Mission San Juan Capistrano was founded on October 30, 1775 to interrupt the long journey between Mission San Diego de Alcalá and Mission San Gabriel Arcángel. Mission San Juan Capistrano was originally established by Father Fermin Lasuén but just eight days after its foundation rumors that the Indians had attacked Mission San Diego de Alcalá came to the father’s ears.
Thus, after having buried the mission bells to avoid being stolen, the founding Father and the other missionaries immediately came back to San Diego. A year later, Father Junípero Serra returned to the site and re-founded the mission on All Saints Day, November 1, 1776, naming the mission for Saint John of Capistrano, an Italian theologian and inquisitor of the 14th century.
Because of the inadequate water supplies, the site of the mission was later relocated three miles to the west near the Indian village of Acágcheme. San Juan Capistrano Mission is one the best known and, for its striking beauty, it is often referred to as “The Jewel of the Missions“.
The swallows (Las Golandrinas) are a peculiar feature of the mission and a group of them return every year to the mission premises on “St. Joseph’s Day”, March 19, to build their mud nests for the annual brood.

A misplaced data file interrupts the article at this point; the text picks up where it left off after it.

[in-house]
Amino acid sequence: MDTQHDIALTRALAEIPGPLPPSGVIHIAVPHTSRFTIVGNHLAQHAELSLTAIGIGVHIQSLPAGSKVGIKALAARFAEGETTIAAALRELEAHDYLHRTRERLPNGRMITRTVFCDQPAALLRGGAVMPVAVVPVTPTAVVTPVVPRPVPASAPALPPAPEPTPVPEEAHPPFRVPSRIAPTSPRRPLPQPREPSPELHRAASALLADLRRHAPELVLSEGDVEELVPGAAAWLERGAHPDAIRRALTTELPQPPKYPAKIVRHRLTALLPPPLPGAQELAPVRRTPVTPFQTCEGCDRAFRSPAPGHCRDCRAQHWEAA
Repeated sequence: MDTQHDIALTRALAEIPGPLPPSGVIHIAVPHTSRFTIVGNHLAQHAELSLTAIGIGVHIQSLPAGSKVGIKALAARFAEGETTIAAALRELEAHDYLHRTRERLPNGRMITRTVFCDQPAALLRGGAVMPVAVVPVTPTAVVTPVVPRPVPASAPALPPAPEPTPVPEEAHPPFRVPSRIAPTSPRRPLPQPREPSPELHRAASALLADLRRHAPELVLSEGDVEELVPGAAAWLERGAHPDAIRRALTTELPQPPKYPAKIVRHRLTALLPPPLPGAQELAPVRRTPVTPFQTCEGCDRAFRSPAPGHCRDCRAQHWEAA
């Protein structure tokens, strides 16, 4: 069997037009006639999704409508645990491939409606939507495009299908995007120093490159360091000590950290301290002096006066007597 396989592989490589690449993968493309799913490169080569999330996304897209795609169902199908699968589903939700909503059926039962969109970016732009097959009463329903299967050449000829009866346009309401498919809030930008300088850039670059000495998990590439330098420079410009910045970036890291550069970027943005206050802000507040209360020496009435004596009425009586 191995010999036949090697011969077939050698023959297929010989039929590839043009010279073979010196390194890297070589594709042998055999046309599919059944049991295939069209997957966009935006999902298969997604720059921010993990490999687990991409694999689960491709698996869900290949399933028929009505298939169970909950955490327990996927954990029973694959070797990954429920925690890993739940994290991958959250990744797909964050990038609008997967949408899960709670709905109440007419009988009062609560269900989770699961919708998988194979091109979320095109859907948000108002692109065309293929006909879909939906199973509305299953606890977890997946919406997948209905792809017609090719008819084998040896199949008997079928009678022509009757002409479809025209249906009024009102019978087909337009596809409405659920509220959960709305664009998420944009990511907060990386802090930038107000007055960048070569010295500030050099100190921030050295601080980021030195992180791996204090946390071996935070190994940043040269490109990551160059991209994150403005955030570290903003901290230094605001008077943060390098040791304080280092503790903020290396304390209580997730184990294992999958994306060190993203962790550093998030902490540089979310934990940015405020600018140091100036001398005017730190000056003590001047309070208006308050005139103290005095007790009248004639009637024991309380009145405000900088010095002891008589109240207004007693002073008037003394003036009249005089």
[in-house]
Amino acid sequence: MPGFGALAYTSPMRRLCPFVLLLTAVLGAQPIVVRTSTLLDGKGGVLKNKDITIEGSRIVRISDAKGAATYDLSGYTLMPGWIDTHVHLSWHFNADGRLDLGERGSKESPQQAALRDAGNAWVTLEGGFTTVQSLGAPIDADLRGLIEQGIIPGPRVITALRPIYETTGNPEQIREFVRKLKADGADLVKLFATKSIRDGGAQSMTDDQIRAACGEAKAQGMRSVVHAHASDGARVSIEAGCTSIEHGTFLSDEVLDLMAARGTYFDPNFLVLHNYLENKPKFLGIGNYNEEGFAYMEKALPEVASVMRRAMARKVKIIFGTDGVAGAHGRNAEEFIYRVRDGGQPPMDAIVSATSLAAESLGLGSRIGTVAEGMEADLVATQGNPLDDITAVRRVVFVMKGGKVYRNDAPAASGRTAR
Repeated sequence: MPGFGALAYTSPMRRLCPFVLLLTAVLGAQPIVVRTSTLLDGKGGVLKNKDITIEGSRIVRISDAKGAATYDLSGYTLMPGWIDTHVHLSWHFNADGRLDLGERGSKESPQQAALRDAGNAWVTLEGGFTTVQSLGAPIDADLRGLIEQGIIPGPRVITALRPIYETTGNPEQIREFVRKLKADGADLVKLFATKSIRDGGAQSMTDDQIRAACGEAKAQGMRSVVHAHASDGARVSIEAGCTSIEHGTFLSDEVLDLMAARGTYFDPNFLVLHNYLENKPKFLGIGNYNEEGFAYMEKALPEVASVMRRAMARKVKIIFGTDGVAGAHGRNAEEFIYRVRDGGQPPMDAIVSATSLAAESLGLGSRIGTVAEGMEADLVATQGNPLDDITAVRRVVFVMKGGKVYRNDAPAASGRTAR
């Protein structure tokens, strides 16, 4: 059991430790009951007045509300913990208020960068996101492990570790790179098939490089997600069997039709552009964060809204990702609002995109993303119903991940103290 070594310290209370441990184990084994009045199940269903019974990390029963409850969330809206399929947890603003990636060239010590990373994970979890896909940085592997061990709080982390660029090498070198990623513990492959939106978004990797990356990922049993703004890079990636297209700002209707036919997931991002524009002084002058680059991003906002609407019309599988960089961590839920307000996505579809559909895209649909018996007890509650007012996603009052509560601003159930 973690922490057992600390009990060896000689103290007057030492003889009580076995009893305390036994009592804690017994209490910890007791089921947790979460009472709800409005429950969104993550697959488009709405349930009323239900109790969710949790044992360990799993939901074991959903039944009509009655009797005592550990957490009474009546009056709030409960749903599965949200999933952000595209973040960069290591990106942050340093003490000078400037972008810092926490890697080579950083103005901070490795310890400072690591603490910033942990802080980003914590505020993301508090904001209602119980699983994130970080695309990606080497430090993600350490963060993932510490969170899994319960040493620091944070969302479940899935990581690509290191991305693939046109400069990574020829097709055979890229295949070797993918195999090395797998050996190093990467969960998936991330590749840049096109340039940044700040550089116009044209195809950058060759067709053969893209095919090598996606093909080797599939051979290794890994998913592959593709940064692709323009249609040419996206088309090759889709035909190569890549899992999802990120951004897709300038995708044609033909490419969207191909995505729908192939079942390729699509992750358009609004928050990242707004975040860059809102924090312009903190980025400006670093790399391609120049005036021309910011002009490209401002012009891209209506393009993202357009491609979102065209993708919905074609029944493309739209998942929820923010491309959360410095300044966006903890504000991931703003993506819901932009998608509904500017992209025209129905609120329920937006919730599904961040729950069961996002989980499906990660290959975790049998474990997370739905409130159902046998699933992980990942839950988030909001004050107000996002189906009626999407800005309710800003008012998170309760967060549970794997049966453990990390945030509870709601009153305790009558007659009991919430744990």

The nearby local Indians, the Juaneno tribe, were friendly and industrious and helped the Spanish missionaries in the construction of the mission buildings. In 1777, the first adobe church was completed and in 1791 the mission bells were relocated in the new tower after having been hanging from a tree for 15 years.
Works on “The Great Stone Church” were begun in 1796. Completed in 1806, the new church was built in the shape of a cross and had vaulted ceilings, seven domes, and four bells elevated in a 120 foot tall tower. It is the only mission church in Alta California whose chapel was not constructed out of adobe.
In 1779, wine grapes were planted at the Mission and in 1783 the missionaries produced the first wine ever made in Alta California. Unfortunately, an earthquake completely destroyed the stone church in 1812. In 1834, Mission San Juan Capistrano was secularized and sold in 1845. In 1865, it was returned to the Church.
Today, the original adobe church, called “Father Serra’s Chapel”, has been restored and continues to function as a parish church while the ruins of “The Great Stone Church” remains as a renowned architectural wonder. Every year, nearly half a million people visit the mission premises, including 80,000 school children.